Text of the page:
Mapping the cosmos: Dark Energy Survey creates detailed guide to spotting dark matter

Mapping the cosmos: Dark Energy Survey creates detailed guide to spotting dark matter

Analysis will help scientists understand the role that dark matter plays in galaxy formation

Scientists on the Dark Energy Survey have released the first in a series of dark matter maps of the cosmos. These maps, created with one of the world's most powerful digital cameras, are the largest contiguous maps created at this level of detail and will improve our understanding of dark matter's role in the formation of galaxies. Analysis of the clumpiness of the dark matter in the maps will also allow scientists to probe the nature of the mysterious dark energy, believed to be causing the expansion of the universe to speed up.

The new maps were released today at the April meeting of the American Physical Society in Baltimore, Maryland. They were created using data captured by the Dark Energy Camera, a 570-megapixel imaging device that is the primary instrument for the Dark Energy Survey (DES).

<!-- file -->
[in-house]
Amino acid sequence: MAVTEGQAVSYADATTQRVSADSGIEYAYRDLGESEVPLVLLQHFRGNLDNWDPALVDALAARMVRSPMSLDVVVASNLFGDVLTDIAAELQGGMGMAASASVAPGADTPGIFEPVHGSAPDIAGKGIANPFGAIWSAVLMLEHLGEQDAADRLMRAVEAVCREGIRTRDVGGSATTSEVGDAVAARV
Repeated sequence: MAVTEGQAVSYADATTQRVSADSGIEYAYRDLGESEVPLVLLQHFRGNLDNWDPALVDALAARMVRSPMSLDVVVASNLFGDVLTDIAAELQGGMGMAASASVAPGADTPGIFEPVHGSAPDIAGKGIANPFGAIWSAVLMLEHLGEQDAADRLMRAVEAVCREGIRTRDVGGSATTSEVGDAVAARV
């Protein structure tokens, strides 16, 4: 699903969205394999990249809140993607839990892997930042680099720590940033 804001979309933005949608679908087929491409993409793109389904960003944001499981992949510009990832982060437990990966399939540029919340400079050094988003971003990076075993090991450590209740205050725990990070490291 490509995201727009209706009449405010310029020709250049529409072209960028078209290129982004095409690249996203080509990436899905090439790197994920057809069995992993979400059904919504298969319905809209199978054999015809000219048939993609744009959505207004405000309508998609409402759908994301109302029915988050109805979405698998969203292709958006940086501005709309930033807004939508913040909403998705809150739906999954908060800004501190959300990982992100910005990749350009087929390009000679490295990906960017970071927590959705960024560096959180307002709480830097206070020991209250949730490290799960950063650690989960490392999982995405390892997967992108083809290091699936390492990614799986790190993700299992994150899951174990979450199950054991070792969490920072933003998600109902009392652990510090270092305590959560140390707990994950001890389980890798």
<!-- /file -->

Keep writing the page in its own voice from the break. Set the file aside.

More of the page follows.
Dark matter, the mysterious substance that makes up roughly a quarter of the universe, is invisible to even the most sensitive astronomical instruments because it does not emit or block light. But its effects can be seen by studying a phenomenon called gravitational lensing – the distortion that occurs when the gravitational pull of dark matter bends light around distant galaxies. Understanding the role of dark matter is part of the research program to quantify the role of dark energy, which is the ultimate goal of the survey.  Continue reading

Press Release of BBC in Spanish

This is the first Dark Energy Survey map to trace the detailed distribution of dark matter across a large area of sky. The color scale represents projected mass density: red and yellow represent regions with more dense matter. The dark matter maps reflect the current picture of mass distribution in the universe where large filaments of matter align with galaxies and clusters of galaxies. Clusters of galaxies are represented by gray dots on the map - bigger dots represent larger clusters. This map covers three percent of the area of sky that DES will eventually document over its five-year mission. Image: Dark Energy Survey